The Frequencies of Starting Hands
In Texas Hold'em, each poker player is dealt with two starting cards. These two cards are called pocket cards or personal cards. And these two cards are combined with three of the community cards. The community cards are up cards that will be shared with other poker players. To win in the Texas Hold'em poker, the player must have strong pocket cards. But how often do strong starting cards end up in ones hands?
Here is how the frequencies of starting hands are computed. With 52 cards in one deck, mathematicians have calculated that there will be 1,326 twocard combinations. But in Texas Hold'em, the suits are considered equal in rank. This significantly reduces the number of unique starting hands. In Texas Hold'em, there will only be 169 different starting hands. But these 169 starting hands do not have the same frequency.
Thus, it will useful to classify the 169 starting hands into five different groups. The five groups are pairs, straightflush draws, straight draws, flush draws, and no draws.
A "pair" is a combination of two cards which are of the same rank. For example, two Aces is a pair and two Fours is a pair. The former is a high pair and the latter is a low pair. In one deck of cards, there will be 13 pairs. This means that the frequency of such pairs is only 5.9%.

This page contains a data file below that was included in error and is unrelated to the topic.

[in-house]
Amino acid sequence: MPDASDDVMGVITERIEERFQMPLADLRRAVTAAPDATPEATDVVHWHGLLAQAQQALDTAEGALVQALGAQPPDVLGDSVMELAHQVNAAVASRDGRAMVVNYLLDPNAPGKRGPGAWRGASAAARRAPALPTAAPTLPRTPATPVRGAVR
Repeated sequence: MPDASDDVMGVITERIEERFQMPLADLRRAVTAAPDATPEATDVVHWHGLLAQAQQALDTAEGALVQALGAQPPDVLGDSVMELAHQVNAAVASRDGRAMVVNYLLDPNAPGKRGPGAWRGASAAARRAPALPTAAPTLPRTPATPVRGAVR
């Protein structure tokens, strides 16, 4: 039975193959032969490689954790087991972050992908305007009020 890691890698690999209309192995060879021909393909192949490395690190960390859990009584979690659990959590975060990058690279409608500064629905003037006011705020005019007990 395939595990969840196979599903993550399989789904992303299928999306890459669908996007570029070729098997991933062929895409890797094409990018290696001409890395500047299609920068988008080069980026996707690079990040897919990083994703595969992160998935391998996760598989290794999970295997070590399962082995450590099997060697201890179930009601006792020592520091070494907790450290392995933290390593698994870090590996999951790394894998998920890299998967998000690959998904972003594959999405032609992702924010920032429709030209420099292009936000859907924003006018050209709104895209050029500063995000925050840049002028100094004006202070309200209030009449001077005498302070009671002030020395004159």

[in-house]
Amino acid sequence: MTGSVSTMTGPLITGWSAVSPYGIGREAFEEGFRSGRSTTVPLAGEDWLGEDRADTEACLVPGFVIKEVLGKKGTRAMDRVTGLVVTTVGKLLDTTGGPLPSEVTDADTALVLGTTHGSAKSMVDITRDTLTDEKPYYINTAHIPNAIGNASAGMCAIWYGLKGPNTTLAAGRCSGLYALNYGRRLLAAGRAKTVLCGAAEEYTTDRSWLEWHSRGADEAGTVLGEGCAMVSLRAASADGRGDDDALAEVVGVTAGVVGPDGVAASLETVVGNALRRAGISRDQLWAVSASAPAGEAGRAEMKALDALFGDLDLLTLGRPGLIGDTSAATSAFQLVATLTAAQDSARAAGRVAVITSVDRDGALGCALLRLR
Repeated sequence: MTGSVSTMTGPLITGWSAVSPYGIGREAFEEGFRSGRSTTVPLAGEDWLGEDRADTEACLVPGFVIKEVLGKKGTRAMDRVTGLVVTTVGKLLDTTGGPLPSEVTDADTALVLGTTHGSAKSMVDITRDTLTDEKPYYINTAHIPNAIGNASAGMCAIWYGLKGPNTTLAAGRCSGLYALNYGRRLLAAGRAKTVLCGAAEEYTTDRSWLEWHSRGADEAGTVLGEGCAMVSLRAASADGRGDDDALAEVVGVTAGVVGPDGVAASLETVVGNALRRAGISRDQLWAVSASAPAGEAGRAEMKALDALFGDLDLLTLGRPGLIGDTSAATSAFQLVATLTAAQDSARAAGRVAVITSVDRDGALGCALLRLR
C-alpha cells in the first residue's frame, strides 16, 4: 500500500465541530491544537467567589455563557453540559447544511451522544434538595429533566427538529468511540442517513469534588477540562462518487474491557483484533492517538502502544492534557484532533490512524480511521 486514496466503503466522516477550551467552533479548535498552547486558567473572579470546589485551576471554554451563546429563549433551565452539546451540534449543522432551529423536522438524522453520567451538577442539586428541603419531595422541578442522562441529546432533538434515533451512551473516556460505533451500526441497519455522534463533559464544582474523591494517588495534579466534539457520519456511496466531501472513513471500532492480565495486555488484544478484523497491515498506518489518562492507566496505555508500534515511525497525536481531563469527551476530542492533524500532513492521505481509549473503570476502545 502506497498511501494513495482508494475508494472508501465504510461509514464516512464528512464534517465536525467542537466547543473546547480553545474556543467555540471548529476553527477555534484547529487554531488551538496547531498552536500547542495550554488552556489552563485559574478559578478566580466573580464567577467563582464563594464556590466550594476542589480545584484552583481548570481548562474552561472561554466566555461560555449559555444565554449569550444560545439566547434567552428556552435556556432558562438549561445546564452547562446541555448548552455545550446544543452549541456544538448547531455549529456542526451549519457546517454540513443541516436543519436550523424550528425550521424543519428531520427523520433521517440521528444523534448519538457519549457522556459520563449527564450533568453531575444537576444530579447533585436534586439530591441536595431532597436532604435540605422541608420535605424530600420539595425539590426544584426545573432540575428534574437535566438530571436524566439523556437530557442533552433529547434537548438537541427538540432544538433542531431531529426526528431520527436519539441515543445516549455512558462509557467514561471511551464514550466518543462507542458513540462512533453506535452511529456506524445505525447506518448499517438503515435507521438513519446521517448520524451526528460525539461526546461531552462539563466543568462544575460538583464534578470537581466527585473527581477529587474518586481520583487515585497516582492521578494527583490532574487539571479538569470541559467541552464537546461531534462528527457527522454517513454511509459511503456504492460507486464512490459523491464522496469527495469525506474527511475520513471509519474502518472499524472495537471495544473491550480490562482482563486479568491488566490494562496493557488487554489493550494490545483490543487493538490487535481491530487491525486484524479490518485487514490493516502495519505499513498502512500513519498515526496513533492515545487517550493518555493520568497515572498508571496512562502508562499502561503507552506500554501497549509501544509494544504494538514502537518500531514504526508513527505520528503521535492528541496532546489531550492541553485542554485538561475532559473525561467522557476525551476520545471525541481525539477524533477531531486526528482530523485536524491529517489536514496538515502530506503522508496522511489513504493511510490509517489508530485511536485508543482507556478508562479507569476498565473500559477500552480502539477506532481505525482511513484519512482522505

A "straightflush draw" is a combination of two cards which are of the same suit, making them parts of a flush. At the same time, these two cards can be part of a straight. For example, a straightflush draw can be a 10 and an 8 of Diamonds. If three of the community cards are diamonds, the poker player can definitely form a flush. And if three of the community cards are 9, Jack, and Queen of Diamonds, then the poker player forms a very strong hand, which is a straightflush. In one deck of cards, there will be 46 combinations. This means that there is a surprisingly higher frequency of getting straightflush draws, 13.9%.
"Straight draws" is a twocard combination which can form part of a straight, but not a flush. One example is a 10 of Hearts and a 9 of Spades. After the flop, the only possible combination for these cards is a straight. The frequency of getting this starting pair is 41.6%
A "flush draw" is composed of two cards that are suited. At whatever point in the game after the flop, these two cards can only form a flush. They cannot form a straight. For example, a Jack and a Four of Hearts can form a flush. The frequency of getting a flush draw is only 9.7%, a figure which is slightly higher than a pair, but infinitely lower than a straight.
And the last group of twocards is the "no draws" in which no straight nor flush can be formed. The frequency of getting such cards is 28.8%.